These days everyone has access via the internet to knowledge. Advances in technological science also applies to meteorologists and what they do. Nevertheless, predicting weather patterns is far from accurate most times. Examples include the infamous 1995 Hurricane Opal which changed from a category 1 to a category 4 hurricane overnight, leaving people to wake up only to run for safety on higher ground.

Back in 2011, Tropical Storm Harvey was the final tropical storm of the year, in a string of eight consecutive tropical storms which all died down and failed to reach Hurricane level.

Now, this doesn't mean that this will be just like last time as any betting girl will tell you, just because you won doesn't mean it's safe to place the same bet twice. Evacuations are therefore being advised and although people aren't responding like they should with some even holding hurricane parties, there are still some who are taking this seriously.

Back in 1935, on September 2nd, Labor Day, there was a category 5 event that made landfall along the Florida Keys and the people in the Keys were hit with 200 mph wind gusts, a storm surge of fifteen feet, and waves that carried everything before them. This earned it the name 'Storm of the Century.' Most would admit that this is an experience that is far from something most people could wish upon their worst enemy.

Hurricane threat level classification

Now for all those wondering what all these category 1 to 5 really mean, well here's a little history on this. The method was first discovered in the late 1960's by Herbert Saffir who was a structural engineer and wanted to gauge the potential of destructive hurricanes. Later in the 1970s, it was expanded by Robert Simpson who was then the Director of the National Hurricane Center.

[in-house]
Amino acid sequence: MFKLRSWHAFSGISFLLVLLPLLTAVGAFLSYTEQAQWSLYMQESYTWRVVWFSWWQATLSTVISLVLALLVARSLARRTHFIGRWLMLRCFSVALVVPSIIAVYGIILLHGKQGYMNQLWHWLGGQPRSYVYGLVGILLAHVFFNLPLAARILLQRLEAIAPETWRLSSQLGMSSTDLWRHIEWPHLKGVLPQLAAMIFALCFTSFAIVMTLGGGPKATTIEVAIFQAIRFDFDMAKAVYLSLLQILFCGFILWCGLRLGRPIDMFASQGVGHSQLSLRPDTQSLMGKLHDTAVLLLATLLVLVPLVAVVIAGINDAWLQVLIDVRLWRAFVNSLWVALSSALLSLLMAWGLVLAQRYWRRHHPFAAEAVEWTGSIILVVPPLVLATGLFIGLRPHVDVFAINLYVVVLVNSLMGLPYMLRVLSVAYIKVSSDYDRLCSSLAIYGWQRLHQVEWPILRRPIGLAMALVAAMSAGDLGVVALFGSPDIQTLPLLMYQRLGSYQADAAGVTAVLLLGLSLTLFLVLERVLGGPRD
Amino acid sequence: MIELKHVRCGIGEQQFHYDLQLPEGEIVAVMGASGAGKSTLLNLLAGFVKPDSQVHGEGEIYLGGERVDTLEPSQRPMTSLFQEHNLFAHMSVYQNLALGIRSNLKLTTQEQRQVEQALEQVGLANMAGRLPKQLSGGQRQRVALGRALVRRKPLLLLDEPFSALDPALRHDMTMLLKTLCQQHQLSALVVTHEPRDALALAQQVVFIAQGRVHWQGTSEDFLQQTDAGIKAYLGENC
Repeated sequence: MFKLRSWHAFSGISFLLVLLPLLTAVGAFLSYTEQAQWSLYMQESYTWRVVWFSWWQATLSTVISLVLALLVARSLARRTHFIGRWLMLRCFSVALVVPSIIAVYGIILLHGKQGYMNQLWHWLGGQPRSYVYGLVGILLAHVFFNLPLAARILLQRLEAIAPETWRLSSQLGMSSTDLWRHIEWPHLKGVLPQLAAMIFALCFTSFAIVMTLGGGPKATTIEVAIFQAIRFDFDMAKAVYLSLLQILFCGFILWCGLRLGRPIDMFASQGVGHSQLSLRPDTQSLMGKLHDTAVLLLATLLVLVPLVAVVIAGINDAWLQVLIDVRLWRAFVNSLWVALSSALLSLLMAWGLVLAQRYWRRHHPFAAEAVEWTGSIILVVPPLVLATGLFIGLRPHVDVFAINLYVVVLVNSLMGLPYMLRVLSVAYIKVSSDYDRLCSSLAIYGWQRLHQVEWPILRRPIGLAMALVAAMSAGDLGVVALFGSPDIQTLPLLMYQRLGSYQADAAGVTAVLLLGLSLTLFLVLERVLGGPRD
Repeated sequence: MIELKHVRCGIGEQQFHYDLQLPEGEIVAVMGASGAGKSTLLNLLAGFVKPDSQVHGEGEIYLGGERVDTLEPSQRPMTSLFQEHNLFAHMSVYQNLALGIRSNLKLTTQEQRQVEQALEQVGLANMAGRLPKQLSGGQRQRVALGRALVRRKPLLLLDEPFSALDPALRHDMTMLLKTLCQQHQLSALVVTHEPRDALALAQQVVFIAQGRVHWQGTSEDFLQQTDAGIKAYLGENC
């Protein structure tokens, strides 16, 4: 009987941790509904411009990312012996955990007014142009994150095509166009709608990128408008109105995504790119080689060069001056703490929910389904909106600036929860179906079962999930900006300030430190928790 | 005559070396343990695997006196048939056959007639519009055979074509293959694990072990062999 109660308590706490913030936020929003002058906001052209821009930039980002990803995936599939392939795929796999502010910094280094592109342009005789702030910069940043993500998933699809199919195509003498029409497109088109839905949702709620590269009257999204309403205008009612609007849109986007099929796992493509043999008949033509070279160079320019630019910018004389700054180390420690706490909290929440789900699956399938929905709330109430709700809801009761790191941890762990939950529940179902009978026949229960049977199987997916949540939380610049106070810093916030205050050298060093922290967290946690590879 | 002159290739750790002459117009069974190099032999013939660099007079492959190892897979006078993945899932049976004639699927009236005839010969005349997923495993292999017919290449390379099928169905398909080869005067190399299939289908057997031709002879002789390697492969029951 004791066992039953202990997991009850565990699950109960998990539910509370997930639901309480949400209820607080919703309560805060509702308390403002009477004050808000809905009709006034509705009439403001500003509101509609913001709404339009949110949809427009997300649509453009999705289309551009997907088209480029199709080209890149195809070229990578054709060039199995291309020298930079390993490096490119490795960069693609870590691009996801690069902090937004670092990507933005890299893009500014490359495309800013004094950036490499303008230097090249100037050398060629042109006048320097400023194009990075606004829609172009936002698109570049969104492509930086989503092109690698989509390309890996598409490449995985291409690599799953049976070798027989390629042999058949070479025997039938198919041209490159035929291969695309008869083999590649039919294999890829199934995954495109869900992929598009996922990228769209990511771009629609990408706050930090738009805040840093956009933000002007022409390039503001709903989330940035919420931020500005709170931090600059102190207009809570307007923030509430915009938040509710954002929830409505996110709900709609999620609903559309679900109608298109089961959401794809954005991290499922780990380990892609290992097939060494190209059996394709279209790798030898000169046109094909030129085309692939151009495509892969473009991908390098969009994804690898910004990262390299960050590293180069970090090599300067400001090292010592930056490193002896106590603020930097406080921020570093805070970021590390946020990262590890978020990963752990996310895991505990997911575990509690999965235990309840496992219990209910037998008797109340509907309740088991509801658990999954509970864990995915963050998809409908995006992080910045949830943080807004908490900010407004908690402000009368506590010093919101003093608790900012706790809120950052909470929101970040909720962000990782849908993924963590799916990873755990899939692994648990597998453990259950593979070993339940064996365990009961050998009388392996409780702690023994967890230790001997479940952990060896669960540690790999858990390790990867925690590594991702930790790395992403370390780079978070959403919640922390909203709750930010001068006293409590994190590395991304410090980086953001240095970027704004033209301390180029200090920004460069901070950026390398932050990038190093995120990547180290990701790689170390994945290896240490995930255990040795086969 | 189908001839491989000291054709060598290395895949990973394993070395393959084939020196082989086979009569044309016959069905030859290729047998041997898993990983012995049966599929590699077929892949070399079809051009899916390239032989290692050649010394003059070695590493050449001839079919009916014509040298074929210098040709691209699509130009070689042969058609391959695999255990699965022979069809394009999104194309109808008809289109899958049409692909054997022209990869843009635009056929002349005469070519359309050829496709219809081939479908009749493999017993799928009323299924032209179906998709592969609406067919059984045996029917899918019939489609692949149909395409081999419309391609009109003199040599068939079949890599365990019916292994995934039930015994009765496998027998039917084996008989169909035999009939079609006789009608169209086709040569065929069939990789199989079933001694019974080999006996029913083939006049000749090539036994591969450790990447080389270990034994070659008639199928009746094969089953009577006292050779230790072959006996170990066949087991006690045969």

Category one consists of these wind speeds; 33–42 m/s, 64–82 knots74–95 mph, 119–153 km/h. This is followed by category two which has these wind speeds; 43–49 m/s, 83–95 knots96–110 mph, 154–177 km/h. The next level, a category three, has these wind speeds; 50–58 m/s, 96–112 knots111–129 mph, 178–208 km/h. Second highest on the scale is a category four with these wind speeds; 58–70 m/s, 113–136 knots130–156 mph, 209–251 km/h.

The highest and most destructive is a category five which has the following wind speeds; ≥70 m/s,≥13 knots ≥157 mph, ≥252 km/h

The potential damage starts from category one, and you can expect very dangerous winds that will produce some damage, up to the highest level category five which leaves catastrophic damage in its wake. There are a couple of winds which have passed a category 5 speeds but these are few as winds above category five are already catastrophic to structures, so there is no need to add another level.

Residents prepare for evacuation and load sandbags in preparation for Harvey

Following advice to evacuate, there are residents filling sand bags so as to secure their investments from the rainfall expected throughout the weekend starting from today.

Some are moving to areas where the storm is not expected to hit.

Rice farmers in coastal Matagorda County are harvesting their rice in anticipation for the storm as Exxon Mobil Corp and Royal Dutch Shell PLC are shutting down production and evacuating their employees from potential danger zones.

Along the coastline, seas could rise 5 to 7 feet ( 1.5 to 2.1 meters) above ground level and from 10 to 15 inches (25 to 38 centimetres) of rain will probably fall across parts of Texas, the Hurricane Centre said. Some areas could get as much as 25 inches of rain. The Hurricane is also expected to slow down once it reaches the mainland which means that there will be a prolonged period of rain in the area which is more than likely to cause flooding.

I will keep you abreast of situations as they change. Any suggestions or opinions please leave them in the comment section below.